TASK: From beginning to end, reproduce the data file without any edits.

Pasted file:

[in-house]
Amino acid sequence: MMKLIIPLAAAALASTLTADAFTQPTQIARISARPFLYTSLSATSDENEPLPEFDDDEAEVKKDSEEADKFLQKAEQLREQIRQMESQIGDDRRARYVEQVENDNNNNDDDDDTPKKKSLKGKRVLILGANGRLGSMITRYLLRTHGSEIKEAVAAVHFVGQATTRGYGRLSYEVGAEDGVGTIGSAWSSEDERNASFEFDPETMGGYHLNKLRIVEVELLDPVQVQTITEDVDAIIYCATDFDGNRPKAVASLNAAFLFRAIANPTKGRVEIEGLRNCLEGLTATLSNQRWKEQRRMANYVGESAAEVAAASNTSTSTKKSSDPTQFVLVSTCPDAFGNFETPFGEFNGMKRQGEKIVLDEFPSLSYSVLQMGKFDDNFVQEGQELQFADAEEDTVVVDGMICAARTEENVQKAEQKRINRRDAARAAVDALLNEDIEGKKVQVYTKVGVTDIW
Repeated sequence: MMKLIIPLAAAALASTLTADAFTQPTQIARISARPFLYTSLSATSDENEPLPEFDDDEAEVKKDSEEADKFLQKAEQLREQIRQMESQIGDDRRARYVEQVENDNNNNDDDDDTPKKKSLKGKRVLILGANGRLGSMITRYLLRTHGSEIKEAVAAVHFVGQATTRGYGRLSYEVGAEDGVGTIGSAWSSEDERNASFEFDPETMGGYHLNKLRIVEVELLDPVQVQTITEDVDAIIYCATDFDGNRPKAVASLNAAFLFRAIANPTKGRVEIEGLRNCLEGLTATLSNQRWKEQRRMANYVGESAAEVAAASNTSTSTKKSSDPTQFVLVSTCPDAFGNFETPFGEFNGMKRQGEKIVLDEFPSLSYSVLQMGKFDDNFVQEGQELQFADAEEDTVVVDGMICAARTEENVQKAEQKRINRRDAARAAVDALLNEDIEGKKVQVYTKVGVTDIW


[in-house]
Amino acid sequence: MMKLIIPLAAAALASTLTADAFTQPTQIARISARPFLYTSLSATSDENEPLPEFDDDEAEVKKDSEEADKFLQKAEQLREQIRQMESQIGDDRRARYVEQVENDNNNNDDDDDTPKKKSLKGKRVLILGANGRLGSMITRYLLRTHGSEIKEAVAAVHFVGQATTRGYGRLSYEVGAEDGVGTIGSAWSSEDERNASFEFDPETMGGYHLNKLRIVEVELLDPVQVQTITEDVDAIIYCATDFDGNRPKAVASLNAAFLFRAIANPTKGRVEIEGLRNCLEGLTATLSNQRWKEQRRMANYVGESAAEVAAASNTSTSTKKSSDPTQFVLVSTCPDAFGNFETPFGEFNGMKRQGEKIVLDEFPSLSYSVLQMGKFDDNFVQEGQELQFADAEEDTVVVDGMICAARTEENVQKAEQKRINRRDAARAAVDALLNEDIEGKKVQVYTKVGVTDIW
Repeated sequence: MMKLIIPLAAAALASTLTADAFTQPTQIARISARPFLYTSLSATSDENEPLPEFDDDEAEVKKDSEEADKFLQKAEQLREQIRQMESQIGDDRRARYVEQVENDNNNNDDDDDTPKKKSLKGKRVLILGANGRLGSMITRYLLRTHGSEIKEAVAAVHFVGQATTRGYGRLSYEVGAEDGVGTIGSAWSSEDERNASFEFDPETMGGYHLNKLRIVEVELLDPVQVQTITEDVDAIIYCATDFDGNRPKAVASLNAAFLFRAIANPTKGRVEIEGLRNCLEGLTATLSNQRWKEQRRMANYVGESAAEVAAASNTSTSTKKSSDPTQFVLVSTCPDAFGNFETPFGEFNGMKRQGEKIVLDEFPSLSYSVLQMGKFDDNFVQEGQELQFADAEEDTVVVDGMICAARTEENVQKAEQKRINRRDAARAAVDALLNEDIEGKKVQVYTKVGVTDIW